Q. I haven’t bought any cryptocurrency yet, but I think I should. How do I decide where it should fit in my portfolio, which is 55% stocks, 40% bonds and the rest in cash. I’m 55 and don’t plan to retire for 10 years at least.
A. Cryptocurrency has certainly received a great deal of attention and interest from both experienced and new investors.
And like you, the rapid increase in the value of some cryptocurrencies has many wondering if it should be included in their investment portfolios.
Let’s start at the beginning.
Cryptocurrency is a digital currency that can be used to buy goods and services, said Jodi Cirignano, a certified financial planner and certified public accountant with Peapack Private Wealth Management in New Providence.
“The technology called blockchain is the decentralized online ledger used to secure, manage and record all cryptocurrency transactions,” she said. “While Bitcoin may be the largest and most popular cryptocurrency, there are thousands of currencies traded publicly.”
But, unlike traditional currency, cryptocurrency is not backed by the U.S. government, she said.
Cryptocurrencies have attracted many speculative investors as a way of making a quick profit, she said.
“Whether evaluating cryptocurrency or any other investment, we believe it is important to apply the same time-tested investment principles in the decision-making process and to understand the risks,” Cirignano said. “This includes determining if the investment is consistent with your time horizon, financial situation, liquidity needs and risk of loss.”
With cryptocurrency, there are numerous risks to consider.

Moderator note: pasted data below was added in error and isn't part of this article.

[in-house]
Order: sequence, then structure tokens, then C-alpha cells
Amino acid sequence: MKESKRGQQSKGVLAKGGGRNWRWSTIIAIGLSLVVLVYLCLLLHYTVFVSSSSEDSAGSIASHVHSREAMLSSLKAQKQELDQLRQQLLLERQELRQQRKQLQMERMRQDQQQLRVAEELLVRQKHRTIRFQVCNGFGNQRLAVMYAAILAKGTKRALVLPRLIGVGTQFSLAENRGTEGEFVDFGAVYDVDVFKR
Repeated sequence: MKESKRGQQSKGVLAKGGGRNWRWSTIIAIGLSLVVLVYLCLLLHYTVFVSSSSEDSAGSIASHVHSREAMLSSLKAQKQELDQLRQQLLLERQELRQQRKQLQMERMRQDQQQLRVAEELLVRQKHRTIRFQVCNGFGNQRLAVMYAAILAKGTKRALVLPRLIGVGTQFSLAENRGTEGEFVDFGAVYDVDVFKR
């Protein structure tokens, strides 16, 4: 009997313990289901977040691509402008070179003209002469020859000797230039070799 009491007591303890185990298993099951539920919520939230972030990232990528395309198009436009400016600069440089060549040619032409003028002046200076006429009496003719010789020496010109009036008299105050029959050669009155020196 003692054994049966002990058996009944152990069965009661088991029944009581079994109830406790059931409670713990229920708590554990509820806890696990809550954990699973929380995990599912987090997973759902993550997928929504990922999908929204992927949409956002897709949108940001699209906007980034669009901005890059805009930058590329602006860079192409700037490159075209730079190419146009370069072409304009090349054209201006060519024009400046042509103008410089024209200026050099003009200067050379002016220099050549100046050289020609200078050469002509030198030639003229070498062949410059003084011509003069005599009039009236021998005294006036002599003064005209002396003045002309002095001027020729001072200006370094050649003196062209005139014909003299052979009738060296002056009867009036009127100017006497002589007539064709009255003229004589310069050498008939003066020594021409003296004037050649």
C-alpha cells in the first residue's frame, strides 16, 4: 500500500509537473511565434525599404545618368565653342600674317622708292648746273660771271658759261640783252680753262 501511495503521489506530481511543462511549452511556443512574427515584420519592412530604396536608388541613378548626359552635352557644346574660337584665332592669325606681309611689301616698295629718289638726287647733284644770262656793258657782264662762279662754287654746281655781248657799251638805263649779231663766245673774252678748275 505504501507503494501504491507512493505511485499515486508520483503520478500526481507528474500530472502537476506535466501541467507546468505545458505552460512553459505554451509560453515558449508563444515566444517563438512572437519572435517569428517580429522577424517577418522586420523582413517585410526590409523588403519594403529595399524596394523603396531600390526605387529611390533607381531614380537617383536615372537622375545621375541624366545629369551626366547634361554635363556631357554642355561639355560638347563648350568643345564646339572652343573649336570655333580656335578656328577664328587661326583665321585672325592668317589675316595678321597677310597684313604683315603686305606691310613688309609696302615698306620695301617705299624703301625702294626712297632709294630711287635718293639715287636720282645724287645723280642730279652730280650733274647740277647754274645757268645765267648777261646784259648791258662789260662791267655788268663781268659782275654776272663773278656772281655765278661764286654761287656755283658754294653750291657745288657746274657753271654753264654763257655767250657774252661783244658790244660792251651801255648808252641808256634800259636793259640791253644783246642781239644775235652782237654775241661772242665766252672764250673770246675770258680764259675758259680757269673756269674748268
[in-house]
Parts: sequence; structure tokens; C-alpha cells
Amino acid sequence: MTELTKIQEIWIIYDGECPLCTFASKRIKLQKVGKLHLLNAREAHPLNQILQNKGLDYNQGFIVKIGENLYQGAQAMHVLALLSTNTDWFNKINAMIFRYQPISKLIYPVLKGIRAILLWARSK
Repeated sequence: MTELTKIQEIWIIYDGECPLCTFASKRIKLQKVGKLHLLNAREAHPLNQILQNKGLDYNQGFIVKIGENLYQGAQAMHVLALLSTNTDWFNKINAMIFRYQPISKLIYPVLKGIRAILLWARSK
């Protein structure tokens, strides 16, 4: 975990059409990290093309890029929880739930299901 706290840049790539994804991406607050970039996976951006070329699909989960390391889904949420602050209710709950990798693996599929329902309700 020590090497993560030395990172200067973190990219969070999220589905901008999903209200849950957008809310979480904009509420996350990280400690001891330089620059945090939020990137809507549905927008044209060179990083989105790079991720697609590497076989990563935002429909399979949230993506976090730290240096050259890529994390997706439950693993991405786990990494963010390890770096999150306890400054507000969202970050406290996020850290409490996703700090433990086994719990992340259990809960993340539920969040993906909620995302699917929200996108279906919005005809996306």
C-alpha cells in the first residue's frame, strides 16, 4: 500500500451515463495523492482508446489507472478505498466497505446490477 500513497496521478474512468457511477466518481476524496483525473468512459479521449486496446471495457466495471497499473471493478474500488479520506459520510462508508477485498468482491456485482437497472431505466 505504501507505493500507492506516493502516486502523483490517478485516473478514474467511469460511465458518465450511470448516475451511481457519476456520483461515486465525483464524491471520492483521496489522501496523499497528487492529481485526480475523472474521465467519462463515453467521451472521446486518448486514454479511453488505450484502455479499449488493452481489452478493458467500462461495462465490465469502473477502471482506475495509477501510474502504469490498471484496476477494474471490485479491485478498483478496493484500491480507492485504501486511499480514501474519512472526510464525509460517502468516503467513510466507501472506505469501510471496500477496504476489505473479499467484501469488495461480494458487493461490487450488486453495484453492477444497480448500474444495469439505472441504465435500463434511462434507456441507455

First, she said, unpredictable and drastic fluctuations in the price of digital currencies could result in significant losses in a short period of time.
Next, the platforms that facilitate the exchange of digital currency are unregulated. In addition to being hacked, they can cease operations or fail, she said.
“Unlike U.S. banks that provide FDIC insurance, there are no backstops to digital wallets,” she said.
Then, unlike traditional stock and bond investments, cryptocurrencies do not on their own generate any income or dividends, she said.
“To profit from your cryptocurrency investment, in general, someone needs to pay more for the currency than you did,” Cirignano said. “Contrast this to an investment in a well-managed company. The company’s ability to grow revenues and earnings is a key driver in its stock value; and you have the added benefit of transparency in the company’s operations through SEC filings and other public information.”
Do a lot of research and proceed with caution, and consider consulting with a tax or financial advisor who knows your specific needs.
Email your questions to [email protected].
Karin Price Mueller writes the Bamboozled column for NJ Advance Media and is the founder of NJMoneyHelp.com. Follow NJMoneyHelp on Twitter @NJMoneyHelp. Find NJMoneyHelp on Facebook. Sign up for NJMoneyHelp.com’s weekly e-newsletter.
Note to readers: if you purchase something through one of our affiliate links we may earn a commission.